Are Passwords A Thing of The Past?

Passwordless and passwords

Nobody enjoys passwords. They are inconvenient for all of us. Interestingly, some companies and specific products and services are moving away from using passwords.  Passwordless systems and strategies are popping up in many technology discussions.

It’s clear that tech companies are eager for a passwordless world

Many companies like Google, Apple, and Microsoft, are exploring new authentication technologies like biometrics and other multi-factor authentication (MFA) methods like authentication tokens or authentication apps that might make passwords a thing of the past.

Google has allowed Pixel devices and Android 7+ device users to verify their identity with their fingerprint or screen lock instead of a password when accessing certain Google services. Check out this article about passwords from Google:  One step closer to a passwordless future

Apple has introduced Passkeys replacing password-based logins with Face ID, Touch ID, or a security key. Hear what Apple has to say here: Apple Just Killed the Password-for Real This Time

Microsoft declared that the passwordless future has arrived for Microsoft accounts. Instead, users can now remove passwords from their Microsoft accounts and use the Microsoft Authenticator app, Windows Hello, a security key, or a verification code sent to their phone or email to sign in to Microsoft.    The passwordless future is here for your Microsoft account

How did we get here? Why the push for a passwordless world?

For a long time, passwords have been a big part of computer and network security. But, tech and cyber security specialists are seeing and understanding some of the risks associated with traditional passwords.

  1. Passwords can be burdensome: Most people use about 100+ passwords, and for people in business, their work-related passwords create even more passwords they have to remember and manage.
  2. While password managers allow people to add their passwords to a secure vault, some consumers don’t trust password managers. This forces users to commit passwords to memory, which is why many workers defy password recommendations by creating weak, easy-to-recall passwords.
  3. Passwords can be a major security risk (it is estimated that 1 million passwords are stolen weekly)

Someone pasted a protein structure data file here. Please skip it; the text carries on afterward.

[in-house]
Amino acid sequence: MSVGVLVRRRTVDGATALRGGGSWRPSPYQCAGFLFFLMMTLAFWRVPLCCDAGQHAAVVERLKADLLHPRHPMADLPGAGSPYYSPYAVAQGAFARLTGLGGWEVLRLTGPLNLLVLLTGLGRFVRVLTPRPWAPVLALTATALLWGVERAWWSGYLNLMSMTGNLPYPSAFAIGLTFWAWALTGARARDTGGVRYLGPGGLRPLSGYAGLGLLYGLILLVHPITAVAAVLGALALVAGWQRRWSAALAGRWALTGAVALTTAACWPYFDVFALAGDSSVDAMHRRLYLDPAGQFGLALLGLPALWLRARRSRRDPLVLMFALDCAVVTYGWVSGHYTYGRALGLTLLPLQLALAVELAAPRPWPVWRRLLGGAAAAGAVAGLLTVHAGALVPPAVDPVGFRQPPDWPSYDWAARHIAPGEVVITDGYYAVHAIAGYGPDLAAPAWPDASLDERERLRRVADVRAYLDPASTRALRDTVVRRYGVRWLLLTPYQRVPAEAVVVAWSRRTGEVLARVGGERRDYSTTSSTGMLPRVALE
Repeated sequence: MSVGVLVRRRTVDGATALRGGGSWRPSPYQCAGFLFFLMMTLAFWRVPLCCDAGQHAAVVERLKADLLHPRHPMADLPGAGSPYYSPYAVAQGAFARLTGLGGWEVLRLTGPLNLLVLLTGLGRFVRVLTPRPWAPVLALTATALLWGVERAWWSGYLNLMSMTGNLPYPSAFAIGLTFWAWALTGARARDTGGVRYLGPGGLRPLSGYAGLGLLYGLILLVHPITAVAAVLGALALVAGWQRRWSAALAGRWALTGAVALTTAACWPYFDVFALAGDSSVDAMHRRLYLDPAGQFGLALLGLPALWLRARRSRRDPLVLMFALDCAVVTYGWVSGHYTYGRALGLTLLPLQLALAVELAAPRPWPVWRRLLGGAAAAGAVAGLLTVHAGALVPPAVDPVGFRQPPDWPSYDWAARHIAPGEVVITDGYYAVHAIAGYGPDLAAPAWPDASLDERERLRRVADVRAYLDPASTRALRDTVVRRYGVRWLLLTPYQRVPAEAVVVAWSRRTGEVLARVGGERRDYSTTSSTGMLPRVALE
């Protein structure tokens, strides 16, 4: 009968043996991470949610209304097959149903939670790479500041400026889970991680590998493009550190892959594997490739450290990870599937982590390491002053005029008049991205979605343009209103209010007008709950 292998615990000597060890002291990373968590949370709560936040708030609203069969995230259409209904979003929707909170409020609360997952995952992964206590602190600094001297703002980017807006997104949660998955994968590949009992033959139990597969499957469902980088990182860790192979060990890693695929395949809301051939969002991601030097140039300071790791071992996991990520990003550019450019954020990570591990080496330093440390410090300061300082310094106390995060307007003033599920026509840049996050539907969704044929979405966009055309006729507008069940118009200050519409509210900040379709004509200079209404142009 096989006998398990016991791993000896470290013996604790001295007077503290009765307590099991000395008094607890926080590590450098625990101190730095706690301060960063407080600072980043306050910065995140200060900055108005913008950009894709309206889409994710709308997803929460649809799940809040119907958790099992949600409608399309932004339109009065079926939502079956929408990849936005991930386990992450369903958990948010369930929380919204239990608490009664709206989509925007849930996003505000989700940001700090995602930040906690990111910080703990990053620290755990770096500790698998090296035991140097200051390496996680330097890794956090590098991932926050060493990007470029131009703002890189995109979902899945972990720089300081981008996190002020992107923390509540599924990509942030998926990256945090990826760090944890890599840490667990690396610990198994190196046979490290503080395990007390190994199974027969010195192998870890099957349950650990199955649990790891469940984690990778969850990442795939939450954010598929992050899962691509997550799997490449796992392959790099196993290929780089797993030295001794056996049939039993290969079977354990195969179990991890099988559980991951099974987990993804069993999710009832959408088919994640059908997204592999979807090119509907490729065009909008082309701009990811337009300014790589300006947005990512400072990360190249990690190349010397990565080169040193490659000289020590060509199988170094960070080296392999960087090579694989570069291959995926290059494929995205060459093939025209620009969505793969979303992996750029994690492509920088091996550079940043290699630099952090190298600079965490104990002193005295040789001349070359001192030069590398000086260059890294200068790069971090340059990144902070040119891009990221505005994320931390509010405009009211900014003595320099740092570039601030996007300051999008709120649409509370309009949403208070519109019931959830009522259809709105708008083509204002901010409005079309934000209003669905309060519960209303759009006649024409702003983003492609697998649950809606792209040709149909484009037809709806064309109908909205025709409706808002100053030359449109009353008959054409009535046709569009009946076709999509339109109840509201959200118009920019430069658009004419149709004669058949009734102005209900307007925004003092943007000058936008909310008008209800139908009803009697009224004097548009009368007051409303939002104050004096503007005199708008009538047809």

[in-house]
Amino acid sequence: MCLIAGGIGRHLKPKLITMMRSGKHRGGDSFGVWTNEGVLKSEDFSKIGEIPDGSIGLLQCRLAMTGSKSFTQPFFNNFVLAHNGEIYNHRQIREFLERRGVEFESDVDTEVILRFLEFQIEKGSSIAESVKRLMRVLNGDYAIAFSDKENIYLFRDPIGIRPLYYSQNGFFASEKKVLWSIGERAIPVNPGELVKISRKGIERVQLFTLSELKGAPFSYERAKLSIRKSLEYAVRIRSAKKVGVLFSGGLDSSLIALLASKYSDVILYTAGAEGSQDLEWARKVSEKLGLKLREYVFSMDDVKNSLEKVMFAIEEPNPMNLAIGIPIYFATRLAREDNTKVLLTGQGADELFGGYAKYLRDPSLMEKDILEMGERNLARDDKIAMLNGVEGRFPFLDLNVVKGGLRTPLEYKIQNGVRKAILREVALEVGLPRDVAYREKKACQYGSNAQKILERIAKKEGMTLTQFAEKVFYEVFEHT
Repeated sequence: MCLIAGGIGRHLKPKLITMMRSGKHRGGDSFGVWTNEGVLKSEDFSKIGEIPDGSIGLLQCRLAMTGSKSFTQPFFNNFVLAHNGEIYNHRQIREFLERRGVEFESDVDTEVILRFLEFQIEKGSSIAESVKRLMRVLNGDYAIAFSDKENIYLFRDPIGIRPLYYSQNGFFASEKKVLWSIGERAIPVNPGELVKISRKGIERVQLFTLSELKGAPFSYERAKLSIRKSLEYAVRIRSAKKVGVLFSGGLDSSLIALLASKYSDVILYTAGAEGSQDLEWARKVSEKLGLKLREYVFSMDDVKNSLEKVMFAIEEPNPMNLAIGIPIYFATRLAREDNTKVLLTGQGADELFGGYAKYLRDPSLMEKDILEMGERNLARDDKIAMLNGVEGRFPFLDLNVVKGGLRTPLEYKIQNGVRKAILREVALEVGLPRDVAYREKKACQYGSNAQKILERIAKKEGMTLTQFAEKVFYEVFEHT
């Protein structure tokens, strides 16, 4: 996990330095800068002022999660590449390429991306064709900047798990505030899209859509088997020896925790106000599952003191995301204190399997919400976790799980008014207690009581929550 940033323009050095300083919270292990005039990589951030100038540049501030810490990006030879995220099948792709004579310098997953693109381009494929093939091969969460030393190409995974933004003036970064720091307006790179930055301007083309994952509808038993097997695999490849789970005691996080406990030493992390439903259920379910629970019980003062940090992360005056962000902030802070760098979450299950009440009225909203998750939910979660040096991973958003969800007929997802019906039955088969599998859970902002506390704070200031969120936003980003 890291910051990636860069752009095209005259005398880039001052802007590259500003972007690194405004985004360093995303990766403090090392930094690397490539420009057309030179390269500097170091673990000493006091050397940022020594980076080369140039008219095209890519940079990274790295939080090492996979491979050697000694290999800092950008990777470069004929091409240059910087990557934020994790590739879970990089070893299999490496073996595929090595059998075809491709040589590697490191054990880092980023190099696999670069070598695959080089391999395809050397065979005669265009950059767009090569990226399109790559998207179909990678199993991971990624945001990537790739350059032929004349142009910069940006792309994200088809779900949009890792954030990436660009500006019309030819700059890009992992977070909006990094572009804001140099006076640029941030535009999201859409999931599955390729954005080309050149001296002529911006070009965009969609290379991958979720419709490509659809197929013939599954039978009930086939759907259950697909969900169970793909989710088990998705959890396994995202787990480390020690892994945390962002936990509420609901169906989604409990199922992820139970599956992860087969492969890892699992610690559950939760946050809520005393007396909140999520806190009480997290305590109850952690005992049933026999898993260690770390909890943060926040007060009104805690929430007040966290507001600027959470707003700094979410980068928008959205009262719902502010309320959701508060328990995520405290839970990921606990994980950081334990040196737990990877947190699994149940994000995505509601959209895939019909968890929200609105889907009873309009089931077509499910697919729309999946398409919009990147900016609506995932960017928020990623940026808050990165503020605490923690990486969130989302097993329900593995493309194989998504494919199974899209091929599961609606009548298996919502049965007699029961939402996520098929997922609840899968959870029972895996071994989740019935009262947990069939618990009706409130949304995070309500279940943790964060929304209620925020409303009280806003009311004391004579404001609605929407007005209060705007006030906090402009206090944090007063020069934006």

4. Weak passwords can be very expensive for businesses and organizations.  The theft of a single password can enable a data breach.

 

But despite these dangers, passwords are still one of the most effective protections that individuals and company’s use to keep their data safe … and, although many new authentication methods have become available, passwords are still the most common method of authentication.

 

Where are we headed with Passwords?

Additional multi-factor authentication and biometrics are the most likley authentication methods to replace today’s passwords. These authentication methods add an extra layer of security to accounts and devices.  These changes will force cyber criminals and hackers to change their tactics to penetrate these new security techniques.

As biometric use grows and becomes more widespread, cyber attacks on biometric authentication methods will increase. This presents a problem because unlike your password, there is no easy or pleasant way to reset a person’s biometrics.

Strengthening your password security continues to be a top priority

Because there is no current method to totally rid ourselves of passwords, organizations should continue to improve their password security to defend against cyberattacks.

Here are a few things you can do:

  • Institute a sound password policy and enforce compliance with it.
  • Enforce long (15 characters or longer) passwords with some level of complexity
  • Use multi-factor authentication (MFA) as an added security layer
  • (Repeated on purpose) … use MFA on EVERYTHING!

While we are all eager to move to a passwordless system, small to midsized organizations have a way to go before they stop relying on passwords to secure their technology assets.  Until then, we all need to use strong password protocols (and MFA) to secure ourselves and our organizations.

 

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